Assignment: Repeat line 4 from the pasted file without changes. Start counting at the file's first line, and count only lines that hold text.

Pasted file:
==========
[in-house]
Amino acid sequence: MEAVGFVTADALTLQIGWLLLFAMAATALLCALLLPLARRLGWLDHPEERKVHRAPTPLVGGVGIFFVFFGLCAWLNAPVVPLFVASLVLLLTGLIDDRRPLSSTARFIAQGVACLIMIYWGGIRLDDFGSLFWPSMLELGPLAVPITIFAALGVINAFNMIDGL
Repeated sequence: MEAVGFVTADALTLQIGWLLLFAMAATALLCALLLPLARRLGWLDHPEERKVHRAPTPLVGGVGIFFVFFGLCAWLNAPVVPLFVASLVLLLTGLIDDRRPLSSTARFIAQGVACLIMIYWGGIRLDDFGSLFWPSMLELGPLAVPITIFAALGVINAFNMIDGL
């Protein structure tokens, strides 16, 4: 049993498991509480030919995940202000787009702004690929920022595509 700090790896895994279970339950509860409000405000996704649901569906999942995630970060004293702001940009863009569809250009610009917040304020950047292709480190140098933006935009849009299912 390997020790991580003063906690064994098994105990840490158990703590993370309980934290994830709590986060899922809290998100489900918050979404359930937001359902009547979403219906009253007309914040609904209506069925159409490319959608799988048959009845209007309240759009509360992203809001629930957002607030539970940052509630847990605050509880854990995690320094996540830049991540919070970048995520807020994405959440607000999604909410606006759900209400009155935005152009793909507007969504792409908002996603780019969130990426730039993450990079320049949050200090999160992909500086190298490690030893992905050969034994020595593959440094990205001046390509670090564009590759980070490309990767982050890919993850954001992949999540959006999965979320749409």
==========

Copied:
């Protein structure tokens, strides 16, 4: 049993498991509480030919995940202000787009702004690929920022595509 700090790896895994279970339950509860409000405000996704649901569906999942995630970060004293702001940009863009569809250009610009917040304020950047292709480190140098933006935009849009299912 390997020790991580003063906690064994098994105990840490158990703590993370309980934290994830709590986060899922809290998100489900918050979404359930937001359902009547979403219906009253007309914040609904209506069925159409490319959608799988048959009845209007309240759009509360992203809001629930957002607030539970940052509630847990605050509880854990995690320094996540830049991540919070970048995520807020994405959440607000999604909410606006759900209400009155935005152009793909507007969504792409908002996603780019969130990426730039993450990079320049949050200090999160992909500086190298490690030893992905050969034994020595593959440094990205001046390509670090564009590759980070490309990767982050890919993850954001992949999540959006999965979320749409």